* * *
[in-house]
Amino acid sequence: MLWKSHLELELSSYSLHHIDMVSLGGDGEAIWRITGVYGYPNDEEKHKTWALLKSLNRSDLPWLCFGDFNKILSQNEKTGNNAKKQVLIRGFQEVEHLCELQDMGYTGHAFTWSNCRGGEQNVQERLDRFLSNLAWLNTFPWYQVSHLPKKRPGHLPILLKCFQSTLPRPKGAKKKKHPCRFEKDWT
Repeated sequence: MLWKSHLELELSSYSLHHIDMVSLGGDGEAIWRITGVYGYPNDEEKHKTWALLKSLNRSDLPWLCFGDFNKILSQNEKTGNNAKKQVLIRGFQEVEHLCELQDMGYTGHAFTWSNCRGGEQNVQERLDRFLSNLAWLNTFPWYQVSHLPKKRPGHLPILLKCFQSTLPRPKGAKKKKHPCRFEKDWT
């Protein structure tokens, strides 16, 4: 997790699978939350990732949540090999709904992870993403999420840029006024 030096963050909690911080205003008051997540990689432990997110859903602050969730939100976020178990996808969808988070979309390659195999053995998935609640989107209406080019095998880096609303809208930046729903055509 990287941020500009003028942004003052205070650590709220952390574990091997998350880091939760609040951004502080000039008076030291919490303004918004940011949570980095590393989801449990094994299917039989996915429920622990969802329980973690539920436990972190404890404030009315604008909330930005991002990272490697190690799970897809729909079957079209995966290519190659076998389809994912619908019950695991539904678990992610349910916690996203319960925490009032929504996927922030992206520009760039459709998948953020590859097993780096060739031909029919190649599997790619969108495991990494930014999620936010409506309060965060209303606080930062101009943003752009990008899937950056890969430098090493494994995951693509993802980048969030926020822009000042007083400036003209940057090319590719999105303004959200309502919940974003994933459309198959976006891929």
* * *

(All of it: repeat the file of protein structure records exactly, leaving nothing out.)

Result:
[in-house]
Amino acid sequence: MLWKSHLELELSSYSLHHIDMVSLGGDGEAIWRITGVYGYPNDEEKHKTWALLKSLNRSDLPWLCFGDFNKILSQNEKTGNNAKKQVLIRGFQEVEHLCELQDMGYTGHAFTWSNCRGGEQNVQERLDRFLSNLAWLNTFPWYQVSHLPKKRPGHLPILLKCFQSTLPRPKGAKKKKHPCRFEKDWT
Repeated sequence: MLWKSHLELELSSYSLHHIDMVSLGGDGEAIWRITGVYGYPNDEEKHKTWALLKSLNRSDLPWLCFGDFNKILSQNEKTGNNAKKQVLIRGFQEVEHLCELQDMGYTGHAFTWSNCRGGEQNVQERLDRFLSNLAWLNTFPWYQVSHLPKKRPGHLPILLKCFQSTLPRPKGAKKKKHPCRFEKDWT
């Protein structure tokens, strides 16, 4: 997790699978939350990732949540090999709904992870993403999420840029006024 030096963050909690911080205003008051997540990689432990997110859903602050969730939100976020178990996808969808988070979309390659195999053995998935609640989107209406080019095998880096609303809208930046729903055509 990287941020500009003028942004003052205070650590709220952390574990091997998350880091939760609040951004502080000039008076030291919490303004918004940011949570980095590393989801449990094994299917039989996915429920622990969802329980973690539920436990972190404890404030009315604008909330930005991002990272490697190690799970897809729909079957079209995966290519190659076998389809994912619908019950695991539904678990992610349910916690996203319960925490009032929504996927922030992206520009760039459709998948953020590859097993780096060739031909029919190649599997790619969108495991990494930014999620936010409506309060965060209303606080930062101009943003752009990008899937950056890969430098090493494994995951693509993802980048969030926020822009000042007083400036003209940057090319590719999105303004959200309502919940974003994933459309198959976006891929």